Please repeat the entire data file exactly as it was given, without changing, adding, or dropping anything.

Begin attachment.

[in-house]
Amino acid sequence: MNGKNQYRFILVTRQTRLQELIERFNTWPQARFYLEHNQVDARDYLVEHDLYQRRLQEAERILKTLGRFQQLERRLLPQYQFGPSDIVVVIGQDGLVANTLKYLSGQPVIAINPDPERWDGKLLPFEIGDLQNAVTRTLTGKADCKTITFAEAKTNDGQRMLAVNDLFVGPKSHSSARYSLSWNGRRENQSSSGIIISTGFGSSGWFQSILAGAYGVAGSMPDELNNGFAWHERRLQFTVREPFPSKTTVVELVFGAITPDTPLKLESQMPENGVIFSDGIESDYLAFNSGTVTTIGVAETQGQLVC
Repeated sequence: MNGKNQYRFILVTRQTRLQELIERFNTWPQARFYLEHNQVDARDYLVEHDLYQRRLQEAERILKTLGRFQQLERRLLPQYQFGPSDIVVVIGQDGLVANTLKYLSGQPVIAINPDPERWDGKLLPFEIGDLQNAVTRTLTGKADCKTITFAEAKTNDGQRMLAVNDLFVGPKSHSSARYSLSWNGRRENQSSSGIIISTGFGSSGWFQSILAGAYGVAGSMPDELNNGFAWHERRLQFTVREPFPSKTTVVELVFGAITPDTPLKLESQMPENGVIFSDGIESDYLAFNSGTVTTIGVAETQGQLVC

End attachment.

[in-house]
Amino acid sequence: MNGKNQYRFILVTRQTRLQELIERFNTWPQARFYLEHNQVDARDYLVEHDLYQRRLQEAERILKTLGRFQQLERRLLPQYQFGPSDIVVVIGQDGLVANTLKYLSGQPVIAINPDPERWDGKLLPFEIGDLQNAVTRTLTGKADCKTITFAEAKTNDGQRMLAVNDLFVGPKSHSSARYSLSWNGRRENQSSSGIIISTGFGSSGWFQSILAGAYGVAGSMPDELNNGFAWHERRLQFTVREPFPSKTTVVELVFGAITPDTPLKLESQMPENGVIFSDGIESDYLAFNSGTVTTIGVAETQGQLVC
Repeated sequence: MNGKNQYRFILVTRQTRLQELIERFNTWPQARFYLEHNQVDARDYLVEHDLYQRRLQEAERILKTLGRFQQLERRLLPQYQFGPSDIVVVIGQDGLVANTLKYLSGQPVIAINPDPERWDGKLLPFEIGDLQNAVTRTLTGKADCKTITFAEAKTNDGQRMLAVNDLFVGPKSHSSARYSLSWNGRRENQSSSGIIISTGFGSSGWFQSILAGAYGVAGSMPDELNNGFAWHERRLQFTVREPFPSKTTVVELVFGAITPDTPLKLESQMPENGVIFSDGIESDYLAFNSGTVTTIGVAETQGQLVC